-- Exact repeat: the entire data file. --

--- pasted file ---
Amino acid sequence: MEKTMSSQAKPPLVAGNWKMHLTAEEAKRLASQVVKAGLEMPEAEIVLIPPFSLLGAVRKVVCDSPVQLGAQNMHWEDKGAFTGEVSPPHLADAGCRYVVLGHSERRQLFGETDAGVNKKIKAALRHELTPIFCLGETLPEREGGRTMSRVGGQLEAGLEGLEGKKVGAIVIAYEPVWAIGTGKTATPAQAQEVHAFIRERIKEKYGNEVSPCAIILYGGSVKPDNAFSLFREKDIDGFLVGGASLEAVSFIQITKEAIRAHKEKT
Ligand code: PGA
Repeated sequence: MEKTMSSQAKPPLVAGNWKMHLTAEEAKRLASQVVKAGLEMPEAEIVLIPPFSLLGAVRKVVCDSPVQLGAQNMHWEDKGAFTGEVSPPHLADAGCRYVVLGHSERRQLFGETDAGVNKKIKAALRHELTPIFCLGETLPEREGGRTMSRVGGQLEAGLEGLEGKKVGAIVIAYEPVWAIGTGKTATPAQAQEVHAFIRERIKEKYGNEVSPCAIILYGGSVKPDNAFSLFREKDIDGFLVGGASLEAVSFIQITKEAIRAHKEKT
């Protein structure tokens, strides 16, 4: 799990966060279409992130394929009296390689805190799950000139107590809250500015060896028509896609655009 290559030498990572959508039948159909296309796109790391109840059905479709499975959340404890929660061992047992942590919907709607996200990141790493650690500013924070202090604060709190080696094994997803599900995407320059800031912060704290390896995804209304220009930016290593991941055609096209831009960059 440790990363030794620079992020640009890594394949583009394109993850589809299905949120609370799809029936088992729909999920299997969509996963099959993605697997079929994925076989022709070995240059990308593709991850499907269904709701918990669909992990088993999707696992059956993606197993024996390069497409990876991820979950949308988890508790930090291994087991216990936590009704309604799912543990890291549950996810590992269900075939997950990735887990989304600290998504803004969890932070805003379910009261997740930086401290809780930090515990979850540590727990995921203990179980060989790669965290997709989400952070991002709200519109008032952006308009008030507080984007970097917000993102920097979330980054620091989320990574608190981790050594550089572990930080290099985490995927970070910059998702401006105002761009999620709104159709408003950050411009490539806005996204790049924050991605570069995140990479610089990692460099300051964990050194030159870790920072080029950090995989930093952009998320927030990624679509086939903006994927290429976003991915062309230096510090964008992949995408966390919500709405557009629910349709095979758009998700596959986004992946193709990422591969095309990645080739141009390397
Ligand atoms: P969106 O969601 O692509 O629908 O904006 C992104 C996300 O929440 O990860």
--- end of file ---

Amino acid sequence: MEKTMSSQAKPPLVAGNWKMHLTAEEAKRLASQVVKAGLEMPEAEIVLIPPFSLLGAVRKVVCDSPVQLGAQNMHWEDKGAFTGEVSPPHLADAGCRYVVLGHSERRQLFGETDAGVNKKIKAALRHELTPIFCLGETLPEREGGRTMSRVGGQLEAGLEGLEGKKVGAIVIAYEPVWAIGTGKTATPAQAQEVHAFIRERIKEKYGNEVSPCAIILYGGSVKPDNAFSLFREKDIDGFLVGGASLEAVSFIQITKEAIRAHKEKT
Ligand code: PGA
Repeated sequence: MEKTMSSQAKPPLVAGNWKMHLTAEEAKRLASQVVKAGLEMPEAEIVLIPPFSLLGAVRKVVCDSPVQLGAQNMHWEDKGAFTGEVSPPHLADAGCRYVVLGHSERRQLFGETDAGVNKKIKAALRHELTPIFCLGETLPEREGGRTMSRVGGQLEAGLEGLEGKKVGAIVIAYEPVWAIGTGKTATPAQAQEVHAFIRERIKEKYGNEVSPCAIILYGGSVKPDNAFSLFREKDIDGFLVGGASLEAVSFIQITKEAIRAHKEKT
């Protein structure tokens, strides 16, 4: 799990966060279409992130394929009296390689805190799950000139107590809250500015060896028509896609655009 290559030498990572959508039948159909296309796109790391109840059905479709499975959340404890929660061992047992942590919907709607996200990141790493650690500013924070202090604060709190080696094994997803599900995407320059800031912060704290390896995804209304220009930016290593991941055609096209831009960059 440790990363030794620079992020640009890594394949583009394109993850589809299905949120609370799809029936088992729909999920299997969509996963099959993605697997079929994925076989022709070995240059990308593709991850499907269904709701918990669909992990088993999707696992059956993606197993024996390069497409990876991820979950949308988890508790930090291994087991216990936590009704309604799912543990890291549950996810590992269900075939997950990735887990989304600290998504803004969890932070805003379910009261997740930086401290809780930090515990979850540590727990995921203990179980060989790669965290997709989400952070991002709200519109008032952006308009008030507080984007970097917000993102920097979330980054620091989320990574608190981790050594550089572990930080290099985490995927970070910059998702401006105002761009999620709104159709408003950050411009490539806005996204790049924050991605570069995140990479610089990692460099300051964990050194030159870790920072080029950090995989930093952009998320927030990624679509086939903006994927290429976003991915062309230096510090964008992949995408966390919500709405557009629910349709095979758009998700596959986004992946193709990422591969095309990645080739141009390397
Ligand atoms: P969106 O969601 O692509 O629908 O904006 C992104 C996300 O929440 O990860």